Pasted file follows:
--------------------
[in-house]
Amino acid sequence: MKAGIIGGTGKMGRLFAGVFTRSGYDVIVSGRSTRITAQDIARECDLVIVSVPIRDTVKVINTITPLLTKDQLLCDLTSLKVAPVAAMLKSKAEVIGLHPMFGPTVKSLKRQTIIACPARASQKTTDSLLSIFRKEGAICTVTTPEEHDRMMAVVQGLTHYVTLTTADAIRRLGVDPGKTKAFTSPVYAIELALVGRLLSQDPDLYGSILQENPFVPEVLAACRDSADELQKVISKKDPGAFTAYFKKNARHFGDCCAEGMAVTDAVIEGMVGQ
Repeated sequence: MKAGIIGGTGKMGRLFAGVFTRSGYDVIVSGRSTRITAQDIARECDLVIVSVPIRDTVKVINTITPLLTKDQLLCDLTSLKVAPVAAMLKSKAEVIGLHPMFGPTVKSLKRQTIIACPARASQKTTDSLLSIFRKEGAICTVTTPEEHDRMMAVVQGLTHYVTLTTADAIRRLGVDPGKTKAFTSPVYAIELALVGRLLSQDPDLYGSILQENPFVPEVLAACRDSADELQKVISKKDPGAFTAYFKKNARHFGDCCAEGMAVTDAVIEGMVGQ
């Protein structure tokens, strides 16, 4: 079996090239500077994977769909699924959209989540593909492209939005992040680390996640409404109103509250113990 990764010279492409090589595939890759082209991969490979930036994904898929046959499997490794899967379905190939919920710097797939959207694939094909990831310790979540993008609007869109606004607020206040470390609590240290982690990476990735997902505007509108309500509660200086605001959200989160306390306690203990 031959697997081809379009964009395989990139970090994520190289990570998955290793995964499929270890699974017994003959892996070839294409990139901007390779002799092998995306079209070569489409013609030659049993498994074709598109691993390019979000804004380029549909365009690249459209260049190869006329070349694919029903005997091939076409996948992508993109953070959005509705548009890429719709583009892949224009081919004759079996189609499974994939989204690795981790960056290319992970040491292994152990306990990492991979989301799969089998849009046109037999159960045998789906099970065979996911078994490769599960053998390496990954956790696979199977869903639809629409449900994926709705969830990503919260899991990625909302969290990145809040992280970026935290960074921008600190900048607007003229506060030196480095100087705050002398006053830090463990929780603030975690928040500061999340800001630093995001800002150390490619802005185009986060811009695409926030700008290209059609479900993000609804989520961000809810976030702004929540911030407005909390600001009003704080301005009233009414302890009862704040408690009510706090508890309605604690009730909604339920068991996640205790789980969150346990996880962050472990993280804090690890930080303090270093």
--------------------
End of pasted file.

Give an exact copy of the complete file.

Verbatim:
[in-house]
Amino acid sequence: MKAGIIGGTGKMGRLFAGVFTRSGYDVIVSGRSTRITAQDIARECDLVIVSVPIRDTVKVINTITPLLTKDQLLCDLTSLKVAPVAAMLKSKAEVIGLHPMFGPTVKSLKRQTIIACPARASQKTTDSLLSIFRKEGAICTVTTPEEHDRMMAVVQGLTHYVTLTTADAIRRLGVDPGKTKAFTSPVYAIELALVGRLLSQDPDLYGSILQENPFVPEVLAACRDSADELQKVISKKDPGAFTAYFKKNARHFGDCCAEGMAVTDAVIEGMVGQ
Repeated sequence: MKAGIIGGTGKMGRLFAGVFTRSGYDVIVSGRSTRITAQDIARECDLVIVSVPIRDTVKVINTITPLLTKDQLLCDLTSLKVAPVAAMLKSKAEVIGLHPMFGPTVKSLKRQTIIACPARASQKTTDSLLSIFRKEGAICTVTTPEEHDRMMAVVQGLTHYVTLTTADAIRRLGVDPGKTKAFTSPVYAIELALVGRLLSQDPDLYGSILQENPFVPEVLAACRDSADELQKVISKKDPGAFTAYFKKNARHFGDCCAEGMAVTDAVIEGMVGQ
């Protein structure tokens, strides 16, 4: 079996090239500077994977769909699924959209989540593909492209939005992040680390996640409404109103509250113990 990764010279492409090589595939890759082209991969490979930036994904898929046959499997490794899967379905190939919920710097797939959207694939094909990831310790979540993008609007869109606004607020206040470390609590240290982690990476990735997902505007509108309500509660200086605001959200989160306390306690203990 031959697997081809379009964009395989990139970090994520190289990570998955290793995964499929270890699974017994003959892996070839294409990139901007390779002799092998995306079209070569489409013609030659049993498994074709598109691993390019979000804004380029549909365009690249459209260049190869006329070349694919029903005997091939076409996948992508993109953070959005509705548009890429719709583009892949224009081919004759079996189609499974994939989204690795981790960056290319992970040491292994152990306990990492991979989301799969089998849009046109037999159960045998789906099970065979996911078994490769599960053998390496990954956790696979199977869903639809629409449900994926709705969830990503919260899991990625909302969290990145809040992280970026935290960074921008600190900048607007003229506060030196480095100087705050002398006053830090463990929780603030975690928040500061999340800001630093995001800002150390490619802005185009986060811009695409926030700008290209059609479900993000609804989520961000809810976030702004929540911030407005909390600001009003704080301005009233009414302890009862704040408690009510706090508890309605604690009730909604339920068991996640205790789980969150346990996880962050472990993280804090690890930080303090270093």